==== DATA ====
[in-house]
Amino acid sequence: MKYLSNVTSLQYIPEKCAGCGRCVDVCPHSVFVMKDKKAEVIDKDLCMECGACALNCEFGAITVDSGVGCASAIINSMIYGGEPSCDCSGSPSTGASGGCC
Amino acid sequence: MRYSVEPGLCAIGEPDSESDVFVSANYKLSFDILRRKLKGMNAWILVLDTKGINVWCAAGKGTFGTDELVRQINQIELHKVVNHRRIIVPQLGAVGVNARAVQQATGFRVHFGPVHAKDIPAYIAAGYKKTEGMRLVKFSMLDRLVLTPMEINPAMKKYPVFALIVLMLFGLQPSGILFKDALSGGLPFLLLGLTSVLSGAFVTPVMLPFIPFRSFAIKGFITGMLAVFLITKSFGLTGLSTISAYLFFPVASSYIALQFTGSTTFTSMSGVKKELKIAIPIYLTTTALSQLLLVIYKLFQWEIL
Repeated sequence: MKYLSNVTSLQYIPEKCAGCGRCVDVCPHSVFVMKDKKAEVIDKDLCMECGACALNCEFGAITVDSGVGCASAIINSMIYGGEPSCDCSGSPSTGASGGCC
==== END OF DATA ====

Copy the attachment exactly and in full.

[in-house]
Amino acid sequence: MKYLSNVTSLQYIPEKCAGCGRCVDVCPHSVFVMKDKKAEVIDKDLCMECGACALNCEFGAITVDSGVGCASAIINSMIYGGEPSCDCSGSPSTGASGGCC
Amino acid sequence: MRYSVEPGLCAIGEPDSESDVFVSANYKLSFDILRRKLKGMNAWILVLDTKGINVWCAAGKGTFGTDELVRQINQIELHKVVNHRRIIVPQLGAVGVNARAVQQATGFRVHFGPVHAKDIPAYIAAGYKKTEGMRLVKFSMLDRLVLTPMEINPAMKKYPVFALIVLMLFGLQPSGILFKDALSGGLPFLLLGLTSVLSGAFVTPVMLPFIPFRSFAIKGFITGMLAVFLITKSFGLTGLSTISAYLFFPVASSYIALQFTGSTTFTSMSGVKKELKIAIPIYLTTTALSQLLLVIYKLFQWEIL
Repeated sequence: MKYLSNVTSLQYIPEKCAGCGRCVDVCPHSVFVMKDKKAEVIDKDLCMECGACALNCEFGAITVDSGVGCASAIINSMIYGGEPSCDCSGSPSTGASGGCC